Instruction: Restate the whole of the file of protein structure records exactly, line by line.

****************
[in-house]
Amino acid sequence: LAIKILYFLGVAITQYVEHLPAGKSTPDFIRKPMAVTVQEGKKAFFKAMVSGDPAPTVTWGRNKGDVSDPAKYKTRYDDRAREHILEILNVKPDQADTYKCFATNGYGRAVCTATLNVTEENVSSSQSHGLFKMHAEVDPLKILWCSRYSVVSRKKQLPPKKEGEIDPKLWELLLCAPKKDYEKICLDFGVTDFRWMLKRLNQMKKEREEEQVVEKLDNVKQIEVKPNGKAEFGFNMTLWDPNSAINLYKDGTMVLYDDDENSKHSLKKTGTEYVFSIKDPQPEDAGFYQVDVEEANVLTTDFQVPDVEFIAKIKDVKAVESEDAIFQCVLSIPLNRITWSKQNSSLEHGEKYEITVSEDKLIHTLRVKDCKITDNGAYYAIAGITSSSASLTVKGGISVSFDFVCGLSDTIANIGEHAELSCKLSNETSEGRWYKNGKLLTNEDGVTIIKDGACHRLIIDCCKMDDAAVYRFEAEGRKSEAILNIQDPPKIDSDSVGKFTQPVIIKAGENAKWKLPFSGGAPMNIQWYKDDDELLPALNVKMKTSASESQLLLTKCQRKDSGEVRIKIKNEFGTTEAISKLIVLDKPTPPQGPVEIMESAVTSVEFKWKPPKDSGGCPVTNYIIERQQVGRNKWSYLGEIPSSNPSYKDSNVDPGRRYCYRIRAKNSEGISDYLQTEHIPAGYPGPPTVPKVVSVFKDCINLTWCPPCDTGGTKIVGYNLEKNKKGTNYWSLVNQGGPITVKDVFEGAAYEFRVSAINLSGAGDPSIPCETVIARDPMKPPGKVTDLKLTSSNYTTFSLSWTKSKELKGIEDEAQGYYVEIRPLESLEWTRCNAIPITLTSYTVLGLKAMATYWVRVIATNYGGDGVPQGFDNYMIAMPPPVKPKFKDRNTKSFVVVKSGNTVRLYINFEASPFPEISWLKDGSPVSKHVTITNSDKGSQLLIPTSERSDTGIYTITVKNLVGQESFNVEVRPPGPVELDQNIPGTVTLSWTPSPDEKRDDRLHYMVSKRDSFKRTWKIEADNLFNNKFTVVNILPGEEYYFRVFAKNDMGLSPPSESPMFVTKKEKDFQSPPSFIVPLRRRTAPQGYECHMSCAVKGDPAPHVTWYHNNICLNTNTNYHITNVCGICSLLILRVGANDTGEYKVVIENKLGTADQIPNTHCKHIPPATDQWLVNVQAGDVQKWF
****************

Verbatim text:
[in-house]
Amino acid sequence: LAIKILYFLGVAITQYVEHLPAGKSTPDFIRKPMAVTVQEGKKAFFKAMVSGDPAPTVTWGRNKGDVSDPAKYKTRYDDRAREHILEILNVKPDQADTYKCFATNGYGRAVCTATLNVTEENVSSSQSHGLFKMHAEVDPLKILWCSRYSVVSRKKQLPPKKEGEIDPKLWELLLCAPKKDYEKICLDFGVTDFRWMLKRLNQMKKEREEEQVVEKLDNVKQIEVKPNGKAEFGFNMTLWDPNSAINLYKDGTMVLYDDDENSKHSLKKTGTEYVFSIKDPQPEDAGFYQVDVEEANVLTTDFQVPDVEFIAKIKDVKAVESEDAIFQCVLSIPLNRITWSKQNSSLEHGEKYEITVSEDKLIHTLRVKDCKITDNGAYYAIAGITSSSASLTVKGGISVSFDFVCGLSDTIANIGEHAELSCKLSNETSEGRWYKNGKLLTNEDGVTIIKDGACHRLIIDCCKMDDAAVYRFEAEGRKSEAILNIQDPPKIDSDSVGKFTQPVIIKAGENAKWKLPFSGGAPMNIQWYKDDDELLPALNVKMKTSASESQLLLTKCQRKDSGEVRIKIKNEFGTTEAISKLIVLDKPTPPQGPVEIMESAVTSVEFKWKPPKDSGGCPVTNYIIERQQVGRNKWSYLGEIPSSNPSYKDSNVDPGRRYCYRIRAKNSEGISDYLQTEHIPAGYPGPPTVPKVVSVFKDCINLTWCPPCDTGGTKIVGYNLEKNKKGTNYWSLVNQGGPITVKDVFEGAAYEFRVSAINLSGAGDPSIPCETVIARDPMKPPGKVTDLKLTSSNYTTFSLSWTKSKELKGIEDEAQGYYVEIRPLESLEWTRCNAIPITLTSYTVLGLKAMATYWVRVIATNYGGDGVPQGFDNYMIAMPPPVKPKFKDRNTKSFVVVKSGNTVRLYINFEASPFPEISWLKDGSPVSKHVTITNSDKGSQLLIPTSERSDTGIYTITVKNLVGQESFNVEVRPPGPVELDQNIPGTVTLSWTPSPDEKRDDRLHYMVSKRDSFKRTWKIEADNLFNNKFTVVNILPGEEYYFRVFAKNDMGLSPPSESPMFVTKKEKDFQSPPSFIVPLRRRTAPQGYECHMSCAVKGDPAPHVTWYHNNICLNTNTNYHITNVCGICSLLILRVGANDTGEYKVVIENKLGTADQIPNTHCKHIPPATDQWLVNVQAGDVQKWF